IATA notes modest air cargo rebound
February 06, 2014 - LM Editorial
The International Air Transport Association (IATA) released figures showing a 1.4% expansion of global freight ton kilometers (FTKs) in 2013 when compared to 2012.
Cargo markets made very slow progress during the first half of the year. Acceleration in the trend took root in the latter half of 2013, placing air freight volumes on a steadily increasing trajectory. Capacity grew faster than demand at 2.6% and load factors were weak at 45.3%.
Regional performance varied. Middle Eastern and Latin American carriers reported the strongest growth in demand (12.8% and 2.4% respectively). Asia-Pacific carriers, which have nearly 40% of the global air freight market, saw cargo activities shrink by 1.0% over the year.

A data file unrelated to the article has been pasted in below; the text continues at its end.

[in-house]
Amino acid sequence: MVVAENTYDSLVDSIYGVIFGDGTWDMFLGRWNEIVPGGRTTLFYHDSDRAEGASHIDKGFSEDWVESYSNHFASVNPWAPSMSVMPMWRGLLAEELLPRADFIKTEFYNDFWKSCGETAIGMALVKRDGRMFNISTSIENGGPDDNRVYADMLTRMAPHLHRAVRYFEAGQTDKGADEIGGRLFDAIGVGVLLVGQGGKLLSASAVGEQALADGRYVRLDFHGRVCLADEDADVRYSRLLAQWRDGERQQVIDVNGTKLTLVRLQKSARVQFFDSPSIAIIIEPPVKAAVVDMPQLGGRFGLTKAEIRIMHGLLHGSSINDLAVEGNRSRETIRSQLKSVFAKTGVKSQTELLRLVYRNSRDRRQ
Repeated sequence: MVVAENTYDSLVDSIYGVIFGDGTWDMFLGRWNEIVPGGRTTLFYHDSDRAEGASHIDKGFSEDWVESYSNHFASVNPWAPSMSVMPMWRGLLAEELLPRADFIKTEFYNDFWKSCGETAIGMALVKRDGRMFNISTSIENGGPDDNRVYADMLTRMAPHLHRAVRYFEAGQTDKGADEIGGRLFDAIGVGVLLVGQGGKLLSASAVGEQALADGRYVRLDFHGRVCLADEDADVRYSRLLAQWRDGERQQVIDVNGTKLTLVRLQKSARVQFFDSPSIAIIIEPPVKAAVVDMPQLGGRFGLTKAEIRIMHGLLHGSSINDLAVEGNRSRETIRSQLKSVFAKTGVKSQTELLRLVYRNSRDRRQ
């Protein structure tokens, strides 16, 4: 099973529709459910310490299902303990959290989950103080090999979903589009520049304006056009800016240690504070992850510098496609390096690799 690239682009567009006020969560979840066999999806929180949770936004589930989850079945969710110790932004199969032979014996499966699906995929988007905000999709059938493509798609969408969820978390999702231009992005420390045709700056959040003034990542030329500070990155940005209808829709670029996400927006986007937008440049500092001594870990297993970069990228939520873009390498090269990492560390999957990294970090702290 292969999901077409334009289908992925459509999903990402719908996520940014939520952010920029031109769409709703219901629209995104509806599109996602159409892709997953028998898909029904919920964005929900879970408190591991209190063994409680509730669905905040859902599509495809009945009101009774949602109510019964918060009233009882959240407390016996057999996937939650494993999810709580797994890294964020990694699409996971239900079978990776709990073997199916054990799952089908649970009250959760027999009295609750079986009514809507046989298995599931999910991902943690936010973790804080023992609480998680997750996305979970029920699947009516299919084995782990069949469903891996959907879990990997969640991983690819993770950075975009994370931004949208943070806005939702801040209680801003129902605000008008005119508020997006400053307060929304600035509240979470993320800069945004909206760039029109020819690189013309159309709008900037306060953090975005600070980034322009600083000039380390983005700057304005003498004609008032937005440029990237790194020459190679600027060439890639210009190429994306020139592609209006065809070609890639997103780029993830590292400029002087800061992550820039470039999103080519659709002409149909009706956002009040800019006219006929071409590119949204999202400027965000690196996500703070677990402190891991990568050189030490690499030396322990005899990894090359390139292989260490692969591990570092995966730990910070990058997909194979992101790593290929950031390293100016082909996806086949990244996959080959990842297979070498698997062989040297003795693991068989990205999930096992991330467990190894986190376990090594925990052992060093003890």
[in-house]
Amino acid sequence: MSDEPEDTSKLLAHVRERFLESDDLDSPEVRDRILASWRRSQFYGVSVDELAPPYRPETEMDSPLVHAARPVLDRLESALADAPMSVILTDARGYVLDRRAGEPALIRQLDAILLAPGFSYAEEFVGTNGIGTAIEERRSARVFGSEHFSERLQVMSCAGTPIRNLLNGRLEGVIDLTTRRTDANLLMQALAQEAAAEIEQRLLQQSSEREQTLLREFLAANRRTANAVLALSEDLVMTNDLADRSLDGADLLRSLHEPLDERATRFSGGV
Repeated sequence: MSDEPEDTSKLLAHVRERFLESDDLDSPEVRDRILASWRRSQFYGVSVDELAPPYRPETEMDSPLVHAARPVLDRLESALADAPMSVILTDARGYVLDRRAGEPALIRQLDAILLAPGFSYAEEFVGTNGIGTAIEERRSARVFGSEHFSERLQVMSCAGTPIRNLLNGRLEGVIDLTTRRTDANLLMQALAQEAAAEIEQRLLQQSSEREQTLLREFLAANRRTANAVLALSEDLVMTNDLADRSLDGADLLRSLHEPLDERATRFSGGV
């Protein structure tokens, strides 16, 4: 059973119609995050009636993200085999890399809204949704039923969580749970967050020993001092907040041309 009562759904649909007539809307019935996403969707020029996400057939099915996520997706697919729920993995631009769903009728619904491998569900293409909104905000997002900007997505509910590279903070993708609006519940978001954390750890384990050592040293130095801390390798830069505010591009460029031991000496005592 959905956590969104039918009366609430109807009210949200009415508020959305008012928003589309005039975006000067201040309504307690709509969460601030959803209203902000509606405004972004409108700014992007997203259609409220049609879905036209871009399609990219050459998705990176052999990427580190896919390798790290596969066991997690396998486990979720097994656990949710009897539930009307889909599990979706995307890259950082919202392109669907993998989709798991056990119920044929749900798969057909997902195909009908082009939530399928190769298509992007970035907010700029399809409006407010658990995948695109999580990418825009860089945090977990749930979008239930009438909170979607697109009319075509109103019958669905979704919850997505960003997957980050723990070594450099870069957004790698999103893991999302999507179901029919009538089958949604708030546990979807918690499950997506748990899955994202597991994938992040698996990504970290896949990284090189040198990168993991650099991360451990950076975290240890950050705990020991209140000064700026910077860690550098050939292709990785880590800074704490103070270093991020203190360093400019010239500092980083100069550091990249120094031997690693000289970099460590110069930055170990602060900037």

“2013 was a tough year for cargo. While we saw some improvement in demand from the second half of the year, we can still expect that 2014 will be a challenging year. World trade continues to expand more rapidly than demand for air cargo. Trade itself is suffering from increasing protectionist measures by governments. And the relative good fortunes of passenger markets compared to cargo make it difficult for airlines to match capacity to demand,” says Tony Tyler, IATA’s Director
“As world trade accelerated in the past, air cargo has always followed closely,” says Charles “Chuck” Clowdis, managing director of transportation advisory services for IHS Global Insight. “However, this time the growth will not likely be at the 2X level as in the past.”
In an interview with LM, Clowdis notes that while air cargo volumes will rise, shippers should not expect to see the same pace or to reach the same levels as in the past.
“This will be true at least until the overall economy returns to 2005-2006, pre-recession levels,” he adds.
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